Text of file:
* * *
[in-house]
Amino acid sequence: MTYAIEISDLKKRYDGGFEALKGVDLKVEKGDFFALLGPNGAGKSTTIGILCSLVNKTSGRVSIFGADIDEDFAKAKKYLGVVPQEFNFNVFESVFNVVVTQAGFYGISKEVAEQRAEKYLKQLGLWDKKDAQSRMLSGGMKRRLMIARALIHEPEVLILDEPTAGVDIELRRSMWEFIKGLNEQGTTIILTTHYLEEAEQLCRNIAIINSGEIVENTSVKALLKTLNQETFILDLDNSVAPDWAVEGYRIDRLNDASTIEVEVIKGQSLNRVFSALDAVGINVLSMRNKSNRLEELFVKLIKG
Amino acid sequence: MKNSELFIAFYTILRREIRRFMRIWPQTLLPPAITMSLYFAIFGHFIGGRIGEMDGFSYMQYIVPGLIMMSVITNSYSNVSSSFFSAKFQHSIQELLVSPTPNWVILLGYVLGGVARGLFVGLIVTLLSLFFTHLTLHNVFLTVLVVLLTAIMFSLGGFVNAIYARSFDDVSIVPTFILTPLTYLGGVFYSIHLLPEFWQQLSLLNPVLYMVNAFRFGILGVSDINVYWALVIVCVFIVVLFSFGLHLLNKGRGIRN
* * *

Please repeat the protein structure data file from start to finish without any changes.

[in-house]
Amino acid sequence: MTYAIEISDLKKRYDGGFEALKGVDLKVEKGDFFALLGPNGAGKSTTIGILCSLVNKTSGRVSIFGADIDEDFAKAKKYLGVVPQEFNFNVFESVFNVVVTQAGFYGISKEVAEQRAEKYLKQLGLWDKKDAQSRMLSGGMKRRLMIARALIHEPEVLILDEPTAGVDIELRRSMWEFIKGLNEQGTTIILTTHYLEEAEQLCRNIAIINSGEIVENTSVKALLKTLNQETFILDLDNSVAPDWAVEGYRIDRLNDASTIEVEVIKGQSLNRVFSALDAVGINVLSMRNKSNRLEELFVKLIKG
Amino acid sequence: MKNSELFIAFYTILRREIRRFMRIWPQTLLPPAITMSLYFAIFGHFIGGRIGEMDGFSYMQYIVPGLIMMSVITNSYSNVSSSFFSAKFQHSIQELLVSPTPNWVILLGYVLGGVARGLFVGLIVTLLSLFFTHLTLHNVFLTVLVVLLTAIMFSLGGFVNAIYARSFDDVSIVPTFILTPLTYLGGVFYSIHLLPEFWQQLSLLNPVLYMVNAFRFGILGVSDINVYWALVIVCVFIVVLFSFGLHLLNKGRGIRN